“A solidly researched, brilliantly illustrated, history of the unfinished emancipation of blacks after 1865. . . . Americans interested in justice should read this fascinating book, because injustice was what the black heroes of the Civil War received from an ungrateful North and a hostile and racist South. . . . An essential book for those who want to understand American race relations past and present.”
“With the publication of Shaffer’s important and groundbreaking book, Civil War historians now have the opportunity to look beyond 1865 and ponder more deeply the nation that black Union soldiers helped create, with all of the promise its new birth of freedom held for these brave men, and all of the peril. . . . The publication of this book marks an important milestone in our understanding of the long-term impact of the Civil War on American history. . . . Shaffer’s conclusions are both heartening and sobering. . . . Shaffer is convincing when he argues that service in the Union Army offered many black veterans inner resources they could call upon when attempting to better themselves after their return to civilian life. . . . Historians have long-wondered about the impact of the pension system on black veterans, and Shaffer’s groundbreaking book offers some fascinating answers.”
“A valuable and long-awaited work, After the Glory provides a powerful social history of race and gender. It is a saga of triumph and tragedy, of limited and ambiguous victories, of black men struggling to find true freedom in postwar America.”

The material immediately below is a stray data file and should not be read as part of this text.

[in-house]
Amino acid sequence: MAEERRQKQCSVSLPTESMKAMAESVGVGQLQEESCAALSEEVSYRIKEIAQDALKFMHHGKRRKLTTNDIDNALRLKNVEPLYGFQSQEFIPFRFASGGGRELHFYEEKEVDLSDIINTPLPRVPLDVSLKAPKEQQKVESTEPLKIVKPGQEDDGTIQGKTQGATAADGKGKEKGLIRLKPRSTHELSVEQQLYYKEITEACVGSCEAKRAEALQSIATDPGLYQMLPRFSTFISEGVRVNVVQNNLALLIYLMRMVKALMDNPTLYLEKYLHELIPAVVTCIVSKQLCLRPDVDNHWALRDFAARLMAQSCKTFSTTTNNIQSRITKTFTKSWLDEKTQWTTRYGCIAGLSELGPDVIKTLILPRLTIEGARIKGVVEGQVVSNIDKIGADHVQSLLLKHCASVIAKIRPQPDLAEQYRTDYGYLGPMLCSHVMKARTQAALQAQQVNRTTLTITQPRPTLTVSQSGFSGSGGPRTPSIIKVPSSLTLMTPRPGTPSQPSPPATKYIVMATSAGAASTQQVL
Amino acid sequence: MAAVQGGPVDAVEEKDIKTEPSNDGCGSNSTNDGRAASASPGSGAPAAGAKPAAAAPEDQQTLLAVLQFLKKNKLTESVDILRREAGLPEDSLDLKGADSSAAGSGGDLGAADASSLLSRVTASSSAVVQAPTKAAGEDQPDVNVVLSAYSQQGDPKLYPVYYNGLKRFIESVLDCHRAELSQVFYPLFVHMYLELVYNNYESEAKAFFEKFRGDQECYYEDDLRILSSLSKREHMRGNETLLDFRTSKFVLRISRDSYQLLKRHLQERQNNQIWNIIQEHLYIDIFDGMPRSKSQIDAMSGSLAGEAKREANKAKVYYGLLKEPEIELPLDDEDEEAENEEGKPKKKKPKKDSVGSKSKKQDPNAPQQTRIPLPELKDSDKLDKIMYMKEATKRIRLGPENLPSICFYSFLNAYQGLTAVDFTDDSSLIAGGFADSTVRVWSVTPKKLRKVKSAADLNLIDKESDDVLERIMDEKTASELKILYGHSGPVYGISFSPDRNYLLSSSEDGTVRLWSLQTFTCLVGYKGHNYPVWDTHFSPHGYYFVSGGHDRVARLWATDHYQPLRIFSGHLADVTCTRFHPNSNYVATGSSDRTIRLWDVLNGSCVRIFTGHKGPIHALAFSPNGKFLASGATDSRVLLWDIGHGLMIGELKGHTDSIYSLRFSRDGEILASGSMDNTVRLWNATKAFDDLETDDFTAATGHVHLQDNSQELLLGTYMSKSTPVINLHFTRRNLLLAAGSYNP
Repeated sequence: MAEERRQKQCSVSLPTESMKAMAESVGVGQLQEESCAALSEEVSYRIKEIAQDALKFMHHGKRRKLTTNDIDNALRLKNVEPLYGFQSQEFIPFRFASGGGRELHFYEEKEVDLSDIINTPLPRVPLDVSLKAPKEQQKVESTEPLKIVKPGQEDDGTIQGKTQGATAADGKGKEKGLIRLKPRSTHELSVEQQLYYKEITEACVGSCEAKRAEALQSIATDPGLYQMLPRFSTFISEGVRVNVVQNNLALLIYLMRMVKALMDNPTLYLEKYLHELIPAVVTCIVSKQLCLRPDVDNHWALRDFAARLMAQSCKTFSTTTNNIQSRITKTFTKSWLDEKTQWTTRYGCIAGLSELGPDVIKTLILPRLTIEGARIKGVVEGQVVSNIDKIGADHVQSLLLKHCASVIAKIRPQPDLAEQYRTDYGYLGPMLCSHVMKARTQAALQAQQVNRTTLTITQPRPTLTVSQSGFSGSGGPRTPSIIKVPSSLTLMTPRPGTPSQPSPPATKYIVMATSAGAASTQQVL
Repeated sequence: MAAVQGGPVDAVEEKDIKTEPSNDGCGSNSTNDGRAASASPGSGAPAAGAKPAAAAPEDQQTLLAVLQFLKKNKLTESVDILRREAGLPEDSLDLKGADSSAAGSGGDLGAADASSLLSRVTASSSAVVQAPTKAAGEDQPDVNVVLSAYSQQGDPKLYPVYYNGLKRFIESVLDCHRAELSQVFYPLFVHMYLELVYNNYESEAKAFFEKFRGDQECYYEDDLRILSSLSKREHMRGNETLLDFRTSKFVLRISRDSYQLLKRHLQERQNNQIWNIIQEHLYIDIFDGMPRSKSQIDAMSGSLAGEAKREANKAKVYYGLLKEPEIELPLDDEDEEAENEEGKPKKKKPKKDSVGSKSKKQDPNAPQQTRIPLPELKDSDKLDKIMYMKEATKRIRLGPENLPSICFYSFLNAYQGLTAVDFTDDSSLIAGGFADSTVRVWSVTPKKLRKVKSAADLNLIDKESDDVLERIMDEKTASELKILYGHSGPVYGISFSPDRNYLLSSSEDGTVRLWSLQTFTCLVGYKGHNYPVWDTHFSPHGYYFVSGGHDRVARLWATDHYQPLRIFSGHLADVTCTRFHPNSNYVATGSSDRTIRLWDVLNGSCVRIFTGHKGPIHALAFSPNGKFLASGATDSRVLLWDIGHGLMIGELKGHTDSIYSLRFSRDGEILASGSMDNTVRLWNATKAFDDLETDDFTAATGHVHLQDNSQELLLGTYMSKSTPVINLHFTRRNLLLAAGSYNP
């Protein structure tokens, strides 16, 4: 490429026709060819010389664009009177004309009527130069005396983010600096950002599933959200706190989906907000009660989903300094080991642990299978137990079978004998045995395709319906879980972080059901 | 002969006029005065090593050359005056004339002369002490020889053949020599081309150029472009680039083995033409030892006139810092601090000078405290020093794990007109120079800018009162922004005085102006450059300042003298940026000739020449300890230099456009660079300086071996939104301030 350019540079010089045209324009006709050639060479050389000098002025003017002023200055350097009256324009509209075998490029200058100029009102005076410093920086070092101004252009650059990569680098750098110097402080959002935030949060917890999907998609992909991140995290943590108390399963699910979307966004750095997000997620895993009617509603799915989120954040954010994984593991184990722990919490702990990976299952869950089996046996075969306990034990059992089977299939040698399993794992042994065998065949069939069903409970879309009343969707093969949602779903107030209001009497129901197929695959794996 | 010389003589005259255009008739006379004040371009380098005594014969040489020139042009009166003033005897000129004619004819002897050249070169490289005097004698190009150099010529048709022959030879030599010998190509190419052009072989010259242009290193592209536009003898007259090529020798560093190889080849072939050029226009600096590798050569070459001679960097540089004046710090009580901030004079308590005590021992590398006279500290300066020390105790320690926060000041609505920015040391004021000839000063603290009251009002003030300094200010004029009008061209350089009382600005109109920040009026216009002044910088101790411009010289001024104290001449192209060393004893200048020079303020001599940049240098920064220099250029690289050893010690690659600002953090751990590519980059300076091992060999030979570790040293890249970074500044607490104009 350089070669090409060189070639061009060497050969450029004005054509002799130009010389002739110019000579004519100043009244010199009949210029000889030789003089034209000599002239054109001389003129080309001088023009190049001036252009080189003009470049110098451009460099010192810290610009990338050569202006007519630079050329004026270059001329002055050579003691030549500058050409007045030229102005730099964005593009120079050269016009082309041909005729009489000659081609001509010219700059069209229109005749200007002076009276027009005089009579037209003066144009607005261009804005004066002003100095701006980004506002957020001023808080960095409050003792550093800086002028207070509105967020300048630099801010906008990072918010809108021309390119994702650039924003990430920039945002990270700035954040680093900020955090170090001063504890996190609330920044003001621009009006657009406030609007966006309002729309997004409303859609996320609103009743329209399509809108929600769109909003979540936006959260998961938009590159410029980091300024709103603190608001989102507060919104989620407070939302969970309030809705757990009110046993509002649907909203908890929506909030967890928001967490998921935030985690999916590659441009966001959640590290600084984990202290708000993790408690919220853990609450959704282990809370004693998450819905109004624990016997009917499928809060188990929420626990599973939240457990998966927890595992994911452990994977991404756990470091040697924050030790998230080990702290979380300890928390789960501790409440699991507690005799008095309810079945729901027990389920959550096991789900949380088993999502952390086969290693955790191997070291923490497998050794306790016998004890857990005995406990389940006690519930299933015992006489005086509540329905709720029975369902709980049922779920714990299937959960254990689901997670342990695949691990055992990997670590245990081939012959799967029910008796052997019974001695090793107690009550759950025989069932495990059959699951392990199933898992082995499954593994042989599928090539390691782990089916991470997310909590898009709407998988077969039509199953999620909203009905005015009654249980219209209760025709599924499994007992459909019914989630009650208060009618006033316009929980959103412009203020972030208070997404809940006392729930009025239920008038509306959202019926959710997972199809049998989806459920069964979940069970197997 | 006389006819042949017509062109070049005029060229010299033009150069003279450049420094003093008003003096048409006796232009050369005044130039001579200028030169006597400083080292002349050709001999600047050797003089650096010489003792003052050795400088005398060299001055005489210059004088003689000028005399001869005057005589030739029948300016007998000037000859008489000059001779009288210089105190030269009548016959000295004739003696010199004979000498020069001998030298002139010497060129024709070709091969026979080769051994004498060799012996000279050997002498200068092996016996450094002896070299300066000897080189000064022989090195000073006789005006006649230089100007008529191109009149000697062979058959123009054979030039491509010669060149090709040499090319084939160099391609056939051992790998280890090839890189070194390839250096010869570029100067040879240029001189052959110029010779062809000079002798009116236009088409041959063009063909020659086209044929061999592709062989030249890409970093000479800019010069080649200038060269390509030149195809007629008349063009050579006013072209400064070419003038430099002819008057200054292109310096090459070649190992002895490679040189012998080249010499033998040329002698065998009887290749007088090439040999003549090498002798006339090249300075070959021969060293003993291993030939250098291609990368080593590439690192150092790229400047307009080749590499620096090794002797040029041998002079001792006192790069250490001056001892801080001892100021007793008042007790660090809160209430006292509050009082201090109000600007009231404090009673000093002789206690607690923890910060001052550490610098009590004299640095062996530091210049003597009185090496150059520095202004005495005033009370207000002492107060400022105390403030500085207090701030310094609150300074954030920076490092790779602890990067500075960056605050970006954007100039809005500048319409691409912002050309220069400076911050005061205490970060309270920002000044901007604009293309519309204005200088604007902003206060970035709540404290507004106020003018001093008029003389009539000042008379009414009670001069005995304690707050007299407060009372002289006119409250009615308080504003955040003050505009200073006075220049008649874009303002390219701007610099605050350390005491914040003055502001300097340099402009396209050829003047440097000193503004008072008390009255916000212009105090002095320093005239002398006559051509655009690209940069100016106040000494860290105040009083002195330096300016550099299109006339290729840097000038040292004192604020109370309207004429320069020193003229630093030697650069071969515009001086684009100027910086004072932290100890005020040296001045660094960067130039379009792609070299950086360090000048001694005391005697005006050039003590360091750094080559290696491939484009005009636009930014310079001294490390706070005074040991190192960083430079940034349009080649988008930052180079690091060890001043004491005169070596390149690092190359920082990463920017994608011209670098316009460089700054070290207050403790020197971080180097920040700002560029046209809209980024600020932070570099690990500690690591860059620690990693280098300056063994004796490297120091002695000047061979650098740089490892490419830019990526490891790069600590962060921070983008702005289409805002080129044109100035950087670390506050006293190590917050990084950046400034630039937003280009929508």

—John David Smith, editor of Black Soldiers in Blue: African American Troops in the Civil War Era
“A comprehensive and carefully researched portrait of black veterans in the postwar decades.”
—James McPherson, author of Battle Cry of Freedom
“A significant contribution to Civil War and African American history.”
—Louis S. Gerteis, author of Civil War St. LouisSee fewer reviews...
After the Glory shows how black veterans' experiences as soldiers provided them for the first time with a sense of manliness that shaped not only their own lives but also their contributions to the African American community. Shaffer makes clear, however, that their postwar pursuit of citizenship and a dignified manhood was never very easy for black veterans, their triumphs frequently neither complete nor lasting
Shaffer chronicles the postwar transition of black veterans from the Union army, as well as their subsequent life patterns, political involvement, family and marital life, experiences with social welfare, comradeship with other veterans, and memories of the war itself. He draws on such sources as Civil War pension records to fashion a collective biography-a social history of both ordinary and notable lives-resurrecting the words and memories of many black veterans to provide an intimate view of their lives and struggles.
Like other African Americans from many walks of life, black veterans fought fiercely against disenfranchisement and Jim Crow and were better equipped to do so than most other African Americans. They carried a sense of pride instilled by their military service that made them better prepared to confront racism and discrimination and more respected in their own communities. As Shaffer reveals, they also had nearly equal access to military pensions, financial resources available to few other blacks, and even found acceptance among white Union veterans in the Grand Army of the Republic fraternity.
After the Glory is not merely another tale of black struggles in a racist America; it is the story of how a select group of African Americans led a quest for manhood—and often found it within themselves when no one else would give it to them.